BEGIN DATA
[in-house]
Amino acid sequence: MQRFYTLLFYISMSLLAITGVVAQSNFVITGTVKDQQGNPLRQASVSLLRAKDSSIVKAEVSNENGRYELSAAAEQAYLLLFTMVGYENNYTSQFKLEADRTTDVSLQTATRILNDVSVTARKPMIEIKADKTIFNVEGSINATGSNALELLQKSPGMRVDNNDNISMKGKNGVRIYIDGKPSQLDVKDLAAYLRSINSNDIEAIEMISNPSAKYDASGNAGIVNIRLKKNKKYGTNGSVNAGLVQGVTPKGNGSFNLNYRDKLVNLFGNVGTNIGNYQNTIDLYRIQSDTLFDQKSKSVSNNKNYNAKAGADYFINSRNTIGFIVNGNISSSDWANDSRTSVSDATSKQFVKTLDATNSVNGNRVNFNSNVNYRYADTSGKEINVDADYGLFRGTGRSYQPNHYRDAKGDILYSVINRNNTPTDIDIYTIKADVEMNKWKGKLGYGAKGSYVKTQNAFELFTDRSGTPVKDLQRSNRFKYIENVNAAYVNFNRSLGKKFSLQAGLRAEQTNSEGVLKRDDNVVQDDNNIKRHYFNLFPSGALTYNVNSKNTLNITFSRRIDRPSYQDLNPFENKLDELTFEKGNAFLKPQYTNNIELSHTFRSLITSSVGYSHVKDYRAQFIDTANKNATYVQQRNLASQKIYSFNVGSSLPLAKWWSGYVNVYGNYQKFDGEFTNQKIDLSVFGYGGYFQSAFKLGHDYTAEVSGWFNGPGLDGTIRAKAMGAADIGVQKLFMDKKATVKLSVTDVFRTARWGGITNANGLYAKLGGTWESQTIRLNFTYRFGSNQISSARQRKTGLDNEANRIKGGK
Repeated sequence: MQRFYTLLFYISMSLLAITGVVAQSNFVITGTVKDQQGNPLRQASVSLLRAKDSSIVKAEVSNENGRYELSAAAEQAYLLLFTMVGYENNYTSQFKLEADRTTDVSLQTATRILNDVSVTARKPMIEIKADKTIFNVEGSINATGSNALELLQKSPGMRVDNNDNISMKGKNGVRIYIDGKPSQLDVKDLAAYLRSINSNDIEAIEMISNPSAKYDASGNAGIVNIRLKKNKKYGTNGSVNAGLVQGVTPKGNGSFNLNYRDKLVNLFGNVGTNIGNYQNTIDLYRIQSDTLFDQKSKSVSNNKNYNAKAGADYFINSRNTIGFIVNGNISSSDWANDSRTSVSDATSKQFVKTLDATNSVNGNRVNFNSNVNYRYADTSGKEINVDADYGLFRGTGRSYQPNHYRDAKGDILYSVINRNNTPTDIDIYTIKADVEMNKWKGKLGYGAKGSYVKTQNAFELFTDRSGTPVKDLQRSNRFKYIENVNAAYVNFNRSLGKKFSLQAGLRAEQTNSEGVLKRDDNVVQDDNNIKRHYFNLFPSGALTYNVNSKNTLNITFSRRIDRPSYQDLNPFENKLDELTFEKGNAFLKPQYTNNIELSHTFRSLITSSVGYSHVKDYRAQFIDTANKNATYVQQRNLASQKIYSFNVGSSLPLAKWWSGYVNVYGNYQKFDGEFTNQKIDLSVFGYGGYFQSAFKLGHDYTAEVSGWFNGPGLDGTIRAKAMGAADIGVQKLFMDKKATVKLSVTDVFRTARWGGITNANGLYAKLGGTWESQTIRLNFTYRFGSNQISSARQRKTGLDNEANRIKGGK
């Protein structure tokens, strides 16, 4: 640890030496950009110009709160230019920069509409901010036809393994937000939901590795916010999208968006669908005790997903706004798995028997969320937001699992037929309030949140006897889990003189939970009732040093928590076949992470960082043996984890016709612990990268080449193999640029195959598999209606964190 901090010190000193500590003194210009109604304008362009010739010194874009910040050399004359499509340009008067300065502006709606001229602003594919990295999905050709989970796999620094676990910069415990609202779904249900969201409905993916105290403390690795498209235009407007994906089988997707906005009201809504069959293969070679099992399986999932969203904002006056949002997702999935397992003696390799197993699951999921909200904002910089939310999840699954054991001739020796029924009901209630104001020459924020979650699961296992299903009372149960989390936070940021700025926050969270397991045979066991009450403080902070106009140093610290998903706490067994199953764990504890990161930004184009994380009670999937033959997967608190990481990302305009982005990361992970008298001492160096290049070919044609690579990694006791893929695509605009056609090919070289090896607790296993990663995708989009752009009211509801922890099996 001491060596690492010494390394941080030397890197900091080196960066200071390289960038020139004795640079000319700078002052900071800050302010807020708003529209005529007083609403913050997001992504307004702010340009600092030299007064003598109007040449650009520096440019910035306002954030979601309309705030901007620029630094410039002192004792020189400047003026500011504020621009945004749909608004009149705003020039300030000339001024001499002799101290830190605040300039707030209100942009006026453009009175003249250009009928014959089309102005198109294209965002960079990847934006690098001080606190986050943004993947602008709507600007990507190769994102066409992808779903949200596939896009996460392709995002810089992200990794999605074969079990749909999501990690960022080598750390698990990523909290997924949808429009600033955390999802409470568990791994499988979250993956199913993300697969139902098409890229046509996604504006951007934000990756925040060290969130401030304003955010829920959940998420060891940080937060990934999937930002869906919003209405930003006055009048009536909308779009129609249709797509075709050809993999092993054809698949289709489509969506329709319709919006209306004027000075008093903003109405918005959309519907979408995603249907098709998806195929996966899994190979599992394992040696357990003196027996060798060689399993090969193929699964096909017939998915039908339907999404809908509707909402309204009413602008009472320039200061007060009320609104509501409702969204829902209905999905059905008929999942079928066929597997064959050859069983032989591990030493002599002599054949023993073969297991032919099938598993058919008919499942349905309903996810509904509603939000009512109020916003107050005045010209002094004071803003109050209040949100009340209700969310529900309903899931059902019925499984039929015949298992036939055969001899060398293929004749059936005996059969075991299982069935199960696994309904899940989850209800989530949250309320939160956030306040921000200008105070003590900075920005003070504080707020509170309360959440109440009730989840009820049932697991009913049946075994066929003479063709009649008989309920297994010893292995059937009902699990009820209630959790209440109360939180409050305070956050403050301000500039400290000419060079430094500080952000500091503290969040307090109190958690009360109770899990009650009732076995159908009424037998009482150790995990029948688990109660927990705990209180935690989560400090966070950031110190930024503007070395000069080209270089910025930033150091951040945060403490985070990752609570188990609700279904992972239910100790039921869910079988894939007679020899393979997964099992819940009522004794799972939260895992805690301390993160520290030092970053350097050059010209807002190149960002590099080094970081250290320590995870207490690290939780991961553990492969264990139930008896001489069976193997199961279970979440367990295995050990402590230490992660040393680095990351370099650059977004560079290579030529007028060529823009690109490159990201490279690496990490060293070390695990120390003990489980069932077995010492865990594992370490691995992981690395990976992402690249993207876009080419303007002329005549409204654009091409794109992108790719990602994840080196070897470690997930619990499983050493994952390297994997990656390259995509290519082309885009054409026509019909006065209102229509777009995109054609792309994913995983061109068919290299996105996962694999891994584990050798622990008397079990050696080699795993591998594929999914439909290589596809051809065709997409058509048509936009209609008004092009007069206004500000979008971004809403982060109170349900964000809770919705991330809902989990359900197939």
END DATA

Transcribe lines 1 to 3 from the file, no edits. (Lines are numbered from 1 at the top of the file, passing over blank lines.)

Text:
[in-house]
Amino acid sequence: MQRFYTLLFYISMSLLAITGVVAQSNFVITGTVKDQQGNPLRQASVSLLRAKDSSIVKAEVSNENGRYELSAAAEQAYLLLFTMVGYENNYTSQFKLEADRTTDVSLQTATRILNDVSVTARKPMIEIKADKTIFNVEGSINATGSNALELLQKSPGMRVDNNDNISMKGKNGVRIYIDGKPSQLDVKDLAAYLRSINSNDIEAIEMISNPSAKYDASGNAGIVNIRLKKNKKYGTNGSVNAGLVQGVTPKGNGSFNLNYRDKLVNLFGNVGTNIGNYQNTIDLYRIQSDTLFDQKSKSVSNNKNYNAKAGADYFINSRNTIGFIVNGNISSSDWANDSRTSVSDATSKQFVKTLDATNSVNGNRVNFNSNVNYRYADTSGKEINVDADYGLFRGTGRSYQPNHYRDAKGDILYSVINRNNTPTDIDIYTIKADVEMNKWKGKLGYGAKGSYVKTQNAFELFTDRSGTPVKDLQRSNRFKYIENVNAAYVNFNRSLGKKFSLQAGLRAEQTNSEGVLKRDDNVVQDDNNIKRHYFNLFPSGALTYNVNSKNTLNITFSRRIDRPSYQDLNPFENKLDELTFEKGNAFLKPQYTNNIELSHTFRSLITSSVGYSHVKDYRAQFIDTANKNATYVQQRNLASQKIYSFNVGSSLPLAKWWSGYVNVYGNYQKFDGEFTNQKIDLSVFGYGGYFQSAFKLGHDYTAEVSGWFNGPGLDGTIRAKAMGAADIGVQKLFMDKKATVKLSVTDVFRTARWGGITNANGLYAKLGGTWESQTIRLNFTYRFGSNQISSARQRKTGLDNEANRIKGGK
Repeated sequence: MQRFYTLLFYISMSLLAITGVVAQSNFVITGTVKDQQGNPLRQASVSLLRAKDSSIVKAEVSNENGRYELSAAAEQAYLLLFTMVGYENNYTSQFKLEADRTTDVSLQTATRILNDVSVTARKPMIEIKADKTIFNVEGSINATGSNALELLQKSPGMRVDNNDNISMKGKNGVRIYIDGKPSQLDVKDLAAYLRSINSNDIEAIEMISNPSAKYDASGNAGIVNIRLKKNKKYGTNGSVNAGLVQGVTPKGNGSFNLNYRDKLVNLFGNVGTNIGNYQNTIDLYRIQSDTLFDQKSKSVSNNKNYNAKAGADYFINSRNTIGFIVNGNISSSDWANDSRTSVSDATSKQFVKTLDATNSVNGNRVNFNSNVNYRYADTSGKEINVDADYGLFRGTGRSYQPNHYRDAKGDILYSVINRNNTPTDIDIYTIKADVEMNKWKGKLGYGAKGSYVKTQNAFELFTDRSGTPVKDLQRSNRFKYIENVNAAYVNFNRSLGKKFSLQAGLRAEQTNSEGVLKRDDNVVQDDNNIKRHYFNLFPSGALTYNVNSKNTLNITFSRRIDRPSYQDLNPFENKLDELTFEKGNAFLKPQYTNNIELSHTFRSLITSSVGYSHVKDYRAQFIDTANKNATYVQQRNLASQKIYSFNVGSSLPLAKWWSGYVNVYGNYQKFDGEFTNQKIDLSVFGYGGYFQSAFKLGHDYTAEVSGWFNGPGLDGTIRAKAMGAADIGVQKLFMDKKATVKLSVTDVFRTARWGGITNANGLYAKLGGTWESQTIRLNFTYRFGSNQISSARQRKTGLDNEANRIKGGK